Friday, March 5, 2010

It All Goes Straight to the Hips

With all the talk about sugars and obesity, what's the direct relationship? We know the basics: eat more calories than you burn, and you gain weight. And we know how to burn calories. But how does the food get turned into fuel?

The First Steps
The digestion process begins in the mouth. Saliva breaks down starch into maltose sugars using the enzyme amylase, and the enzyme lipsase breaks down fats into the constituent fatty acids and glycerol. The food travels from the mouth to the stomach, where 4 main gastric enzymes break down the food into smaller molecules.

The first set of gastric enzymes is similar to those found in saliva: these are the lipases and amylases, that break down fats and starches. However, the stomach also contains proteases which break down proteins and gelatins/collagens into amino acids and peptides.

From the Outside to the Inside
Because the digestive tract (mouth, stomach, intestine, anus) is connected by a sphincters, it can be seen as a long pipeline, with an opening at either end. So how do nutrients get to the organs and muscles, and how does the excess get stored as fuel?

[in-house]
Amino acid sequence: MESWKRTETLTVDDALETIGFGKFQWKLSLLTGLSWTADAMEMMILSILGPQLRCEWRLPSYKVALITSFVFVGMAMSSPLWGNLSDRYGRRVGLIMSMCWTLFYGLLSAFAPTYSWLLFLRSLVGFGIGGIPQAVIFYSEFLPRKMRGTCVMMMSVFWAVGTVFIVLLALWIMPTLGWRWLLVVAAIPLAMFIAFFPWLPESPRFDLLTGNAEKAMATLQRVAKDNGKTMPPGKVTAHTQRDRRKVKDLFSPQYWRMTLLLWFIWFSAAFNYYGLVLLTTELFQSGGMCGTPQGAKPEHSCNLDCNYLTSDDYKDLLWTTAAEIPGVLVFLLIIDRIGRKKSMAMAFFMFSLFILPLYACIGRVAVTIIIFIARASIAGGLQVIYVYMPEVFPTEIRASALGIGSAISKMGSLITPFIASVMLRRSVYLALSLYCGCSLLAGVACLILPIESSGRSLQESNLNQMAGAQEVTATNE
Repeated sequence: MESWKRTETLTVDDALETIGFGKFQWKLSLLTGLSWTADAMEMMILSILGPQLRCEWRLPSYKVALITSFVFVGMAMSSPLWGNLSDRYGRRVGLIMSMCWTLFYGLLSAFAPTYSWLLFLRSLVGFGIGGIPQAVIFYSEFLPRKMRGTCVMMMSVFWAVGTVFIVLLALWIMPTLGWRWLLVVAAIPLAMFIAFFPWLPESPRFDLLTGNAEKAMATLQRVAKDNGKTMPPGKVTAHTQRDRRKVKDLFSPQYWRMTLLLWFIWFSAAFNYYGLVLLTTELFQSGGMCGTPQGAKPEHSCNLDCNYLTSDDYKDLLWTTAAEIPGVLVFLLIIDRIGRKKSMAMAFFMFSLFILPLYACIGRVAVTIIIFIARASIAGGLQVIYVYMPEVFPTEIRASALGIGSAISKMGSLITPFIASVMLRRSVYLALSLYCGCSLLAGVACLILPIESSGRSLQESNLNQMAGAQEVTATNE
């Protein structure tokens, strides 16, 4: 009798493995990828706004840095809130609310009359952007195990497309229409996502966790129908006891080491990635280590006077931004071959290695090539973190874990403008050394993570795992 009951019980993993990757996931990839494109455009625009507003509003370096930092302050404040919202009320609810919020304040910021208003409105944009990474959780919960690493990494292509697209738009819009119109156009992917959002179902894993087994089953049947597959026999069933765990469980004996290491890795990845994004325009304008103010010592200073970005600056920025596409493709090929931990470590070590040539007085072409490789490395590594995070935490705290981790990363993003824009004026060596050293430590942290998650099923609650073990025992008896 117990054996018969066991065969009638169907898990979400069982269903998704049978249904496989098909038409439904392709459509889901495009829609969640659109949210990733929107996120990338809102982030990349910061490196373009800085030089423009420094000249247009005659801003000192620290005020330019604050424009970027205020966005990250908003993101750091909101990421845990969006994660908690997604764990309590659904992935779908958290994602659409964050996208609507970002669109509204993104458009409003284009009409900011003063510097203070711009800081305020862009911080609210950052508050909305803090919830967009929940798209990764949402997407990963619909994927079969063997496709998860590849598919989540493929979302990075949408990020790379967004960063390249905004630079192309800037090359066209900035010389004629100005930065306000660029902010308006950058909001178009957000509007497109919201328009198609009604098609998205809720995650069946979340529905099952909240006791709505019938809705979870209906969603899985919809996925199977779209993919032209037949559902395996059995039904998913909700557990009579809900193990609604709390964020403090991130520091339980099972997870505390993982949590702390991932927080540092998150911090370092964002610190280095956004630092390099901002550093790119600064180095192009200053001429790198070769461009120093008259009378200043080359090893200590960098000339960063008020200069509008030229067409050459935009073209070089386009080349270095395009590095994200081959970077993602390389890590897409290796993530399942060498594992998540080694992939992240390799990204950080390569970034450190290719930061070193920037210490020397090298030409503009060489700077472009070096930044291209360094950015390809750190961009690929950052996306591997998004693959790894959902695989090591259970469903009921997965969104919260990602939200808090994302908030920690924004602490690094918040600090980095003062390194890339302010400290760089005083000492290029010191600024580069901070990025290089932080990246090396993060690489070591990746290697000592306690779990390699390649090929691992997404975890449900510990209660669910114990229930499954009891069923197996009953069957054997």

The key here is the actual lining of the pipes. The entire digestive canal has an interior membrane, but it has different properties in each organ. In the mouth, and throat, the membranes are for protection, and don't have any digestive properties. They act as a shunt to take the food to the major digestive sites: the stomach and the intestine.

The lining of these organs take a more active role in food digestion. The stomach's epithelial layer contains glands that secrete proteases, bacteria-killing gastric acids, and a thick mucous that protects the stomach from the acids. Underneath this lining is a sheet of smooth muscle, which allows the stomach to churn it's contents, exposing your food to the different enzymes. When the food finally exits the stomach for the intestine, it's been broken down to peptides, amino acids, fatty acids and glycerols.

Later, we'll discuss how the intestine takes these small molecules and uses it for the body's needs.

Image: Wikipedia

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